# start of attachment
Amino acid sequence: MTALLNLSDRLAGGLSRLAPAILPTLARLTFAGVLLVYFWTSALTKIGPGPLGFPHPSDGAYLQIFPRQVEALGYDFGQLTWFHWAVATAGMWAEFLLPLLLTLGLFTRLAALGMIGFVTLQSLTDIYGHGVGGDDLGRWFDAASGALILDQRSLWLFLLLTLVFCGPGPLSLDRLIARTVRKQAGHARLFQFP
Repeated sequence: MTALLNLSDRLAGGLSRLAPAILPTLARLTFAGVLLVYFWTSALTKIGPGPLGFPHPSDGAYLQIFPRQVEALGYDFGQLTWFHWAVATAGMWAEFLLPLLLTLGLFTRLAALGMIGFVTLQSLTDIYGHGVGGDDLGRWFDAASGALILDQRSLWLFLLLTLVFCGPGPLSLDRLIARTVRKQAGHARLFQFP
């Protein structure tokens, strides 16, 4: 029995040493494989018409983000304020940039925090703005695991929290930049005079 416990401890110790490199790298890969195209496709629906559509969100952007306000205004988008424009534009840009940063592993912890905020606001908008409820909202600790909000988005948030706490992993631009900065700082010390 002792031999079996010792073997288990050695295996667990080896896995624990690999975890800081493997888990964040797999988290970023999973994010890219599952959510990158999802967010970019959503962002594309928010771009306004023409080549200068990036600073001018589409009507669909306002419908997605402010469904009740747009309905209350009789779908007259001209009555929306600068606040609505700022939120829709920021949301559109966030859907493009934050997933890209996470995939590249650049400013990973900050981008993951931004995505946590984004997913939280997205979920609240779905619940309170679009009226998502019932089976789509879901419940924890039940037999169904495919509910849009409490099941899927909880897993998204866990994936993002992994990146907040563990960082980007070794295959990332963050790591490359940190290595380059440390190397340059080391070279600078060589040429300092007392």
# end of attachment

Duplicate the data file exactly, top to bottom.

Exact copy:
Amino acid sequence: MTALLNLSDRLAGGLSRLAPAILPTLARLTFAGVLLVYFWTSALTKIGPGPLGFPHPSDGAYLQIFPRQVEALGYDFGQLTWFHWAVATAGMWAEFLLPLLLTLGLFTRLAALGMIGFVTLQSLTDIYGHGVGGDDLGRWFDAASGALILDQRSLWLFLLLTLVFCGPGPLSLDRLIARTVRKQAGHARLFQFP
Repeated sequence: MTALLNLSDRLAGGLSRLAPAILPTLARLTFAGVLLVYFWTSALTKIGPGPLGFPHPSDGAYLQIFPRQVEALGYDFGQLTWFHWAVATAGMWAEFLLPLLLTLGLFTRLAALGMIGFVTLQSLTDIYGHGVGGDDLGRWFDAASGALILDQRSLWLFLLLTLVFCGPGPLSLDRLIARTVRKQAGHARLFQFP
């Protein structure tokens, strides 16, 4: 029995040493494989018409983000304020940039925090703005695991929290930049005079 416990401890110790490199790298890969195209496709629906559509969100952007306000205004988008424009534009840009940063592993912890905020606001908008409820909202600790909000988005948030706490992993631009900065700082010390 002792031999079996010792073997288990050695295996667990080896896995624990690999975890800081493997888990964040797999988290970023999973994010890219599952959510990158999802967010970019959503962002594309928010771009306004023409080549200068990036600073001018589409009507669909306002419908997605402010469904009740747009309905209350009789779908007259001209009555929306600068606040609505700022939120829709920021949301559109966030859907493009934050997933890209996470995939590249650049400013990973900050981008993951931004995505946590984004997913939280997205979920609240779905619940309170679009009226998502019932089976789509879901419940924890039940037999169904495919509910849009409490099941899927909880897993998204866990994936993002992994990146907040563990960082980007070794295959990332963050790591490359940190290595380059440390190397340059080391070279600078060589040429300092007392």